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The Effects of Chunking and Distraction on Short Term Memory Recall

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Introduction

The Effects of Chunking and Distraction on Short Term Memory Recall. Abstract. This report aimed to investigate the effects of distraction and chunking on short term memory performance. A serial recall task was used to investigate this in a sample of 20 male and female undergraduate student in a within subject design. This data was analysed with a two way repeated measures ANOVA and the results show that there are significant improvements in recall when the items are chucked. In addition there is a significant deterioration in recall following the distraction technique. However, there are no interaction effects between these factors. These findings are discussed in terms of potential means of improving short term memory. Introduction. It is generally accepted that there are three different memory systems; sensory memory, short term memory and long term memory. These distinctions were first defined by Atkinson and Shiffrin (1971). Sensory memory is that which holds information from the senses for up to several seconds at the most. Short-term memory in contrast, is whatever we are thinking about at any given moment and has a relatively rapid input and retrieval. Miller (1965) argued that human short term memory has a span of approximately seven items, plus or minus two. ...read more.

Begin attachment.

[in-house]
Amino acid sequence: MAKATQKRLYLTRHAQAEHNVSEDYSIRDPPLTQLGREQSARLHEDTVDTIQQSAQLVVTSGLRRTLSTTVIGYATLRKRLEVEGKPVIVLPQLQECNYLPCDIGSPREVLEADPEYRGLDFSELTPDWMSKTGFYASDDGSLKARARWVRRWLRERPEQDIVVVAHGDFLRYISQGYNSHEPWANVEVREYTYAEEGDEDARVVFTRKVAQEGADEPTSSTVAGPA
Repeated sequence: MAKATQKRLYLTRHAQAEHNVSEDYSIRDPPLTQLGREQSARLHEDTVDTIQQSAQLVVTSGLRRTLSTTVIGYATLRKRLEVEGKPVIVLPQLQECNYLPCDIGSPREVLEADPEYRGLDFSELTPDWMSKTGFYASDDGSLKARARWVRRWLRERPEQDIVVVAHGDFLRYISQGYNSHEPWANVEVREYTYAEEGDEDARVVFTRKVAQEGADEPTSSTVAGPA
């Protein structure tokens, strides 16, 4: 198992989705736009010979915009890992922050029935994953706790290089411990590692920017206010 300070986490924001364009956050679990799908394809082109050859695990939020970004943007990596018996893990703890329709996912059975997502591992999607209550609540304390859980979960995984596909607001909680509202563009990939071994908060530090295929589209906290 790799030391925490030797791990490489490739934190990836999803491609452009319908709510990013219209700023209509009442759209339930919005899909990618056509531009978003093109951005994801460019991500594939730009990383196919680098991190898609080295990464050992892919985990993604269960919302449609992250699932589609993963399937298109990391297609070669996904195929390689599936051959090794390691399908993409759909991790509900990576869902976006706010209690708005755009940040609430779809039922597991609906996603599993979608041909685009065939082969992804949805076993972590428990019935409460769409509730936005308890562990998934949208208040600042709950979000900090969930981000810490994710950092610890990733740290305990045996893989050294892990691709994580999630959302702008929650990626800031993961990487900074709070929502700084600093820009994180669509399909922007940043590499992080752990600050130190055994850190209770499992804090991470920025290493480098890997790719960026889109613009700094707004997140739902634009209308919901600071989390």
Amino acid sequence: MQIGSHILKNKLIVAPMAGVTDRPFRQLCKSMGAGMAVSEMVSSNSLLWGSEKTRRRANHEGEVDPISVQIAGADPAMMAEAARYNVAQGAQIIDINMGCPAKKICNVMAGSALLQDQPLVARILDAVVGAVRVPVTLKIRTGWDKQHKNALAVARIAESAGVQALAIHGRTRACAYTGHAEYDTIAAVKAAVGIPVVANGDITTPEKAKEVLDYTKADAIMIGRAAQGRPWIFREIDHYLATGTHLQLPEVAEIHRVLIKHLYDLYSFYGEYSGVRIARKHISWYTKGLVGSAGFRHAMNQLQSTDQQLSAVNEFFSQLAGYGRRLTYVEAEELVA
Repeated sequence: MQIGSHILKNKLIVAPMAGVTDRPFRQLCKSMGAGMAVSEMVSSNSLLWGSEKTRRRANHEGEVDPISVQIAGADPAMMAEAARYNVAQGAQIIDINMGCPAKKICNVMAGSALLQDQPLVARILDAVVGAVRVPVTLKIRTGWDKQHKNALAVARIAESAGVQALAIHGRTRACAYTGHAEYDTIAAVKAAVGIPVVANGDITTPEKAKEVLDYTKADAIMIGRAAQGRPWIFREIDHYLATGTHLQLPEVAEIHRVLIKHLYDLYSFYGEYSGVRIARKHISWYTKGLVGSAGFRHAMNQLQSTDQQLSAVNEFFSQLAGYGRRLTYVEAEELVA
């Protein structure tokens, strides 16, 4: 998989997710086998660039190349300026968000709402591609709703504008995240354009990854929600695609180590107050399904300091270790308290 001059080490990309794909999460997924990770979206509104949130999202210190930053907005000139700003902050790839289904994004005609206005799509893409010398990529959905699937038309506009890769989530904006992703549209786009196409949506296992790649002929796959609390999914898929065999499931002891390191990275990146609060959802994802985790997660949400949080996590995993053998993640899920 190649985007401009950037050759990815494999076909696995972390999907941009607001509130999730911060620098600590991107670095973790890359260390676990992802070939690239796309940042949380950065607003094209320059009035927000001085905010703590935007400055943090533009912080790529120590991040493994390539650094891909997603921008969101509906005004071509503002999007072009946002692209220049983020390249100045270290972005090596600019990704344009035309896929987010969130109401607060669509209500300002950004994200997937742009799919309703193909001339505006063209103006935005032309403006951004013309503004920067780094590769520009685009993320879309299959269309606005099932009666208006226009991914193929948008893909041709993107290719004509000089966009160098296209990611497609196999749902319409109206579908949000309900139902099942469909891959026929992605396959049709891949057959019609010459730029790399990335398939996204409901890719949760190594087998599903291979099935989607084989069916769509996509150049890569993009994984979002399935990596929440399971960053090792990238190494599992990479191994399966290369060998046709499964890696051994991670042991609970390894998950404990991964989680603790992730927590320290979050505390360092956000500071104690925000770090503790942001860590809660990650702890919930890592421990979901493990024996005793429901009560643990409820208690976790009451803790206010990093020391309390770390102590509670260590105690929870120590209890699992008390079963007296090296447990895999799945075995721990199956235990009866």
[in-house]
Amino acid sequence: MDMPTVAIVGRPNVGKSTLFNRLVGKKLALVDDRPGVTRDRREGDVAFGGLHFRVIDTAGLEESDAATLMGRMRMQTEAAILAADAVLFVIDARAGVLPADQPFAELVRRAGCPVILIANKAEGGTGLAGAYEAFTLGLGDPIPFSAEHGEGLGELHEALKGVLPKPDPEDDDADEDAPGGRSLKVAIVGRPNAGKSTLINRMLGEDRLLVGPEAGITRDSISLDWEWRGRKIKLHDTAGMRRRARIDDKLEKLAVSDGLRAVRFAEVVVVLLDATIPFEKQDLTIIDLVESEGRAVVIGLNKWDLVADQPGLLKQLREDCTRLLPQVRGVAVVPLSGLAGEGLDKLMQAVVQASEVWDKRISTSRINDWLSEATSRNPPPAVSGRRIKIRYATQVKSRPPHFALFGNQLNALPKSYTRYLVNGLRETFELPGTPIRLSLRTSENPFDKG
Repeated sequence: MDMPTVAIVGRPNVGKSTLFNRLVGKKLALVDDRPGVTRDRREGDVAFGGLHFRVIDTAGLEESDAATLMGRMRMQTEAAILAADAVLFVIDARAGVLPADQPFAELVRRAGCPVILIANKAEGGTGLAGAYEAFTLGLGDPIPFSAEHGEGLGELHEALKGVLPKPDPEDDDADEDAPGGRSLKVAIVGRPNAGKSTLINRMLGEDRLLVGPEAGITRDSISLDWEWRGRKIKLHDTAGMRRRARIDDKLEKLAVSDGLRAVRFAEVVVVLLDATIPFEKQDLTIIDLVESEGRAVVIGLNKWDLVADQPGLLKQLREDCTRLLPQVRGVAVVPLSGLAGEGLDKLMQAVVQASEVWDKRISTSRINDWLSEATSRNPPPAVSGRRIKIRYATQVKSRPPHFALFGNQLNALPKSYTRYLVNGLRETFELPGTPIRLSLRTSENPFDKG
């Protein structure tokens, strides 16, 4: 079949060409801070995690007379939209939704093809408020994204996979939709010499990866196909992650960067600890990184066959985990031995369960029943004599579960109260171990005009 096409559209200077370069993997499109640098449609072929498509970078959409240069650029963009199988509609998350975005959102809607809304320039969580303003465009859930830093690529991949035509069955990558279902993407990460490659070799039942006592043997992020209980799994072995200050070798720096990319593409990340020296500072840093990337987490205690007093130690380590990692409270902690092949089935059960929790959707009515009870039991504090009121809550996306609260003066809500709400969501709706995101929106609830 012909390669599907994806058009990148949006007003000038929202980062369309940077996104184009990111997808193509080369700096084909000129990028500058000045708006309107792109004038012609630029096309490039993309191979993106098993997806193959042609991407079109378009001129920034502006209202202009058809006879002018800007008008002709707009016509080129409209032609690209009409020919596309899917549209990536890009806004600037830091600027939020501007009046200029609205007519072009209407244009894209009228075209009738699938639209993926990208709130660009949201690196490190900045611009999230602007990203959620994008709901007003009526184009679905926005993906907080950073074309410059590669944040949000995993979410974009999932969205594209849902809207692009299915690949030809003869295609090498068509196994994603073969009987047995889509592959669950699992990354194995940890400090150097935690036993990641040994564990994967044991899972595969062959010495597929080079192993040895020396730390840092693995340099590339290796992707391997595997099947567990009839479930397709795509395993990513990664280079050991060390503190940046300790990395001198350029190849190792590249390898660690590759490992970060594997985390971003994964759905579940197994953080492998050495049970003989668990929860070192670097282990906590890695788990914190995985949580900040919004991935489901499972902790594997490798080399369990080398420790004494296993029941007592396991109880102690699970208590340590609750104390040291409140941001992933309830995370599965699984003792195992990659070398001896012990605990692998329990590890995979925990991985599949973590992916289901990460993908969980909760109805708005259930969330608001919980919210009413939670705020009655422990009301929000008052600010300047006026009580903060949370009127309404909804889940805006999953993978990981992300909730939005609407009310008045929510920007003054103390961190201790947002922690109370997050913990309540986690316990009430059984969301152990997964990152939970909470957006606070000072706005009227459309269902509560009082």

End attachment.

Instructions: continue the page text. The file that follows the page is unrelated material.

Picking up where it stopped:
Middle

Specifically he lacked the ability to transfer new short term memories into long term ones. He could repeat information for many minutes, but if distracted, even briefly, he would forgot. HM is not an isolated case and thus the role of the temporal lobes is clearly essential in human memory. This study therefore aims to assess the effects of the chunking of items and the presence of a distracter technique prior to recall on short term memory.It is hypothesised that chunked items without a distraction will facilitate greater recall than chunked items followed by a distraction. In addition it is hypothesised that chunked items without distraction will result in greater recall than non chunked items with a distraction. Overall, chunked items will be more successful in terms of recall then non chunked items and the presence of the distracter will result in a deterioration in recall. The null hypothesis, therefore infers that there will be no difference in recall between the conditions. Methodology. Participants were 20 male and female undergraduate students, aged between 18-19 years who participated voluntarily. The sample is highly female biased (15 female and 5 males were recruited). ...read more.

Conclusion

helping them to remember things on a day-day basis and that they should bear in mind that distractions are likely to cause memory loss. Individuals should also bear in mind the evidence which suggests that only between five to nine items can usually be held in short term memory. This study would have benefited from a larger sample size and a greater proportion of male participants in order to examine the possibility that there are gender effects. In addition it would be interesting to look at a wider demographic by including individuals from a broader age range. It would be interesting to expand this study in order to investigate the possibility that the type of distracter technique in particular, exerts an influence over recall. For example would these effects be replicated if the participant were required to read the distracter themselves rather than listening to it? Or to speak it aloud themselves? Greater attention should also be paid to strength of the distracter technique required to create these effects. It is hoped that future research will tackle these issues in order to increase our knowledge in this field and to continue to offer help for patients suffering from memory deficits. Word Count: 2087 ?? ?? ?? ?? 1 Jennifer Sanders ...read more.

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